State governments are directly involved in the regulation of the business environment by issuing land permissions, property registration, construction licenses, contract enforcement, and local taxation, among other things.
MSME (Micro, Small, and Medium-sized Enterprises) account for 47.8% of the country’s GDP. Due to the hard business environment, businesses in this category have jointly expressed dissatisfaction with their level of productivity.
As a result, through an exercise called National Doing Business Survey, the Presidential Enabling Business Environment Council (PEBEC) has established domestic metrics to assess the business environment of States and their level of appeal to investors.
This project intends to accelerate the implementation of business climate changes at the subnational level, ensuring that SMEs are able to conduct business without difficulty anywhere within Nigeria.
The new indicators highlight four key sectors in which MSMEs contribute to enhancing subnational efforts that have a continuous impact on the business environment.
Infrastructure, transparency and access to information, regulatory environment, skills, and labor are the four areas.
The Subnational Ease of Doing Business Survey is based on these categories, which emphasize ‘What to Improve’ from MSMEs’ responses.
The major topic of the Ease of Doing Business (EoDB) survey report, which includes the study’s findings and analysis, is ‘How to Improve.’ The study serves as a foundation for comparing findings from other states.
The third step, known as the ‘Outcomes of Improvement Initiatives,’ ensures that reforms improve the business environment in each state.
This exercise is conducted annually by the Presidential Enabling Business Environment Council (PEBEC) and is used to provide an updated viewpoint on subnational rankings on Ease of Doing Business in Nigeria.
For example, the MSMEs’ assessments of the business environment and current economic realities at the state level were captured in the 2021 Doing Business survey report.
This effort establishes a benchmark against which particular state Ministries, Departments, and Agencies (MDAs) can refine their reform agendas.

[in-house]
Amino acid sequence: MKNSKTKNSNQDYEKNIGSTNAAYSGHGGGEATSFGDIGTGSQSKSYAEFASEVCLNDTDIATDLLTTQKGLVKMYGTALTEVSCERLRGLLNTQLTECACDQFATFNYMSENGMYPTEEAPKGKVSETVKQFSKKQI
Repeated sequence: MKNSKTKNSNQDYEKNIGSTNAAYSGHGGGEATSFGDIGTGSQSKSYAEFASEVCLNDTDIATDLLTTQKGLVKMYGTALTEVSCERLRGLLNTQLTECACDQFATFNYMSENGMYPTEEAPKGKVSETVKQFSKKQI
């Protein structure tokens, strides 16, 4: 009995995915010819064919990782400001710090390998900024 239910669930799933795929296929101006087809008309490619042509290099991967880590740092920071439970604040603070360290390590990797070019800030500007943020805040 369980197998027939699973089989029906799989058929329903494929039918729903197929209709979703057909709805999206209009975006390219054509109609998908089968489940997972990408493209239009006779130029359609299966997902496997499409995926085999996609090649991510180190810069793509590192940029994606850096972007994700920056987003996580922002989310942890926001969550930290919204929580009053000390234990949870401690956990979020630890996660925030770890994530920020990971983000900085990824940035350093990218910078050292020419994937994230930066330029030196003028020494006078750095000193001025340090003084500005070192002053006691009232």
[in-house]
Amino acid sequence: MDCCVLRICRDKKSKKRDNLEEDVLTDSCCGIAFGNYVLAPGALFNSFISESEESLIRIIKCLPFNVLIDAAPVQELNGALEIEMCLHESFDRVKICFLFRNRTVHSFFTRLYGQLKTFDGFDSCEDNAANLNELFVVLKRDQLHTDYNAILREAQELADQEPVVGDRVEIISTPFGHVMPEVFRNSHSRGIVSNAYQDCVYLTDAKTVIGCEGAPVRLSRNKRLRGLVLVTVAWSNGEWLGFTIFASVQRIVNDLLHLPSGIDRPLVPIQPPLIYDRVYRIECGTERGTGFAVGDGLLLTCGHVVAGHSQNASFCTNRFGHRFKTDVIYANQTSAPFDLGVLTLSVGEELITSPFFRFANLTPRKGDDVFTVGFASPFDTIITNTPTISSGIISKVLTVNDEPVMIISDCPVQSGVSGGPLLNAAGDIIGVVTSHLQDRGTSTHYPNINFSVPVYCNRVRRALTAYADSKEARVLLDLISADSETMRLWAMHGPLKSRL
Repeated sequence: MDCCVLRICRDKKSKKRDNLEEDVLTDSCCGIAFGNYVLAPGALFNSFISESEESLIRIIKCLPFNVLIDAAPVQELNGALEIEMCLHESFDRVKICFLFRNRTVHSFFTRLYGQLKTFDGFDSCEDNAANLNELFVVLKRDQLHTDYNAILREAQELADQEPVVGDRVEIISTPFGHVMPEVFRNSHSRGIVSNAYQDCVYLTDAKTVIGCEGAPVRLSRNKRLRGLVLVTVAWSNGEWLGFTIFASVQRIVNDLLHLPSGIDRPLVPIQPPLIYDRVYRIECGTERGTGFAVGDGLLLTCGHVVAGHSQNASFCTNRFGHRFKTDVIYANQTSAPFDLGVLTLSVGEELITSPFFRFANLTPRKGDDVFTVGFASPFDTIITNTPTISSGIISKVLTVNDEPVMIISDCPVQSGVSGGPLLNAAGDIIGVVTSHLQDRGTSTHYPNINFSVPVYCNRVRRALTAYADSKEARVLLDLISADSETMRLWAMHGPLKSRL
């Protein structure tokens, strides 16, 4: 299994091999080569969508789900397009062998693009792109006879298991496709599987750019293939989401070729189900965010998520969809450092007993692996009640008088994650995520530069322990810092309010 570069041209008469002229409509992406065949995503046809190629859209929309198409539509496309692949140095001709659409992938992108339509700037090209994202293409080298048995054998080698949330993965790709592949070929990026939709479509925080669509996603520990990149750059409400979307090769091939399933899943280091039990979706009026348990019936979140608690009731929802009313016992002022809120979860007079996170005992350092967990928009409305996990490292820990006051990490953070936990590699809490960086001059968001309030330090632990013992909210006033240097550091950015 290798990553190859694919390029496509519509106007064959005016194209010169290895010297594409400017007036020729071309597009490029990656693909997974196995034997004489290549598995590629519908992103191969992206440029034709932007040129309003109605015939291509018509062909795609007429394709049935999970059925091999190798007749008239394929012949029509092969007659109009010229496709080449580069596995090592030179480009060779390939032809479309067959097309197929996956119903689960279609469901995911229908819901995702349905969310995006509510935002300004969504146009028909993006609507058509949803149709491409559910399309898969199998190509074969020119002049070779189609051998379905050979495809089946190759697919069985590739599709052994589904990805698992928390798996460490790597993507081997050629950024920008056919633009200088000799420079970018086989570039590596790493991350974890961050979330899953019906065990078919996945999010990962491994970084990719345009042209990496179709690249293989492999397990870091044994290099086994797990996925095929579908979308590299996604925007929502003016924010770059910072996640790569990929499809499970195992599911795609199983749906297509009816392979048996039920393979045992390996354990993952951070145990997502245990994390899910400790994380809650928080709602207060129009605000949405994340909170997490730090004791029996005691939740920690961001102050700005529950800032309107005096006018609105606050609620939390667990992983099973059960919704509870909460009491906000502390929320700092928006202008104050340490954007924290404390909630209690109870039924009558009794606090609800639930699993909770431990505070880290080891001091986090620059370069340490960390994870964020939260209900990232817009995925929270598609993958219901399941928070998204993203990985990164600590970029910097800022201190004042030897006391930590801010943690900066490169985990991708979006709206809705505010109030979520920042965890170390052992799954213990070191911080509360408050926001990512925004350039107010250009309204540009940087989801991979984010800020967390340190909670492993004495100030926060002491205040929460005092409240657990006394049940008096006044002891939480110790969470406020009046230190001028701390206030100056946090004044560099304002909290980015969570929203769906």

While the study identified key pain points for MSMEs, it is clear from the survey report that private sector perception has a significant impact on the evaluation process, making it critical for the Edo State government to engage more with businesses in its environment and address their challenges.
As the economy recovers from the effects of the COVID-19 pandemic, PEBEC hopes to use the lessons learned thus far and feedbacks from stakeholders to improve the methodology, assess progress made in different States, and highlight reform priorities in the second edition of these studies.
Through its homegrown indicators, the list evaluates the various States’ efforts in the country to make their economic environment desirable for investors.
The Edo State Government has responded by recognizing the importance of MSMEs in the development of the local economy and prosperity.
The government is also striving to resolve business issues by enacting business environment reforms to alleviate private-sector restraints.
Mr. Godwin Obaseki, the Edo State Governor, has established a 15-man Business Enabling Climate Task Team to identify and provide solutions to bottlenecks that impede business growth and create an enabling environment for businesses in the State.
The task team is comprised of senior reform champions in the Ease of Doing Business ecosystem of the state, whose mission is to collaborate with MDAs and other stakeholders to help the State improve its PEBEC national doing business ranking.
The Edo State Investment Promotion Office’s (ESIPO) Ease of Doing Business Secretariat is working diligently with MDAs and other stakeholders to identify and resolve difficulties confronting the private sector in the state.
Actionable initiatives are being done as part of its role in coordinating business environment improvements, such as drafting a roadmap to guide the process and plans to convene public-private dialogues to address difficulties faced by local businesses.
Several reform measures were emphasized during the ‘Doing Business Technical Session Engagement with Stakeholders’ held in March, including the development of a rigorous performance management system to ensure the civil service complies to the government reforms.
During the discussion, a representative from the private sector argued for increased cooperation between the government and corporations in areas of mutual interest such as taxation and the provision of public services.